Friday, July 27, 2007

Wag the Pigskin

In the movie Wag the Dog the White House hires a movie director to cook up a fake war to distract the electorate from a presidential sex scandal. Staying away from any direct references to the Clinton presidency, this tactic of distracting people from the real problem is as old as mankind. Big Ten Commissioner Jim Delany may not have the problem of a sex scandal but starting off the year with his embarrassing rant about the SEC and now the possibility that the BTN is going to fall short of expectations now is the perfectly suspious time to distract the Big Ten and college football public by talking vaguely about expansion.

What is the purpose of bring up the subject in a public forum? Does Mr. Delany need to let the rest of the college football world that his office might be calling? NO! Does Mr. Delany need the media to communicate this to the AD’s within the Big Ten? NO! Has muffled the questions about the success of the BTN? YES!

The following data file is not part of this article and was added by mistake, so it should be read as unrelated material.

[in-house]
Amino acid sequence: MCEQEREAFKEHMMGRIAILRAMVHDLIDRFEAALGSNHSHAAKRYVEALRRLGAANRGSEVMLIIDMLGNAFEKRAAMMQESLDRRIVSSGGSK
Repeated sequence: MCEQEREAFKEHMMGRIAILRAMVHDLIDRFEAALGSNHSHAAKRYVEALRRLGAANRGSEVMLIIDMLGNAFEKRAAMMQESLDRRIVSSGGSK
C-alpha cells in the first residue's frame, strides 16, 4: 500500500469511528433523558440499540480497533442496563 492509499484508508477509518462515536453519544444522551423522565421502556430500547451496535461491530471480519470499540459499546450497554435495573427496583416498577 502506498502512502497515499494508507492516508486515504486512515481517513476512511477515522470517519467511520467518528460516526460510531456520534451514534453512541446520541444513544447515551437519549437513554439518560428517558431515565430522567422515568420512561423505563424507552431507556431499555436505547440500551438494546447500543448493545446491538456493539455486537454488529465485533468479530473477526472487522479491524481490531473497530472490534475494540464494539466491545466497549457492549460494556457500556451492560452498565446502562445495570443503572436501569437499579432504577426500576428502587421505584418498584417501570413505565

Given that Mr. Delany is still under the delusion that his ATM called the BTN will be success, the objective here is to look for the most TV sets not a championship game (ask the SEC, Big 12, and ACC about how that has been a positive for their teams) and that leads anyone with even basic understand of U.S. demographics to the New York City metro area and the 7,366,950 television sets. The Big Apple is not an easy market to crack, ask the NFL Channel or even the YES. Given the competition from no less that nine pro teams in the market a Mid-West college football game might be a difficult sell. And the sledding won’t be much easier elsewhere as the Big Ten is a strong regional brand but not an overwhelming force on the national stage.

Mr. Delany might want to take an old piece of advice, “The quieter you are, the smarter you sound.”

Keeping up with the war of words on the BTN, Comcast,Big Ten continue cold war Had a great quote from Mr. Siverman,"… I never anticipated having the larger deals done in July. But I did expect to be having some productive conversations on how to make it work as opposed to cable operators staking out such a drastic tier-or-nothing stance." Which means take our very reasonable idea of basic cable or nothing.

Mr. Silverman see the advice above for Mr. Delany.

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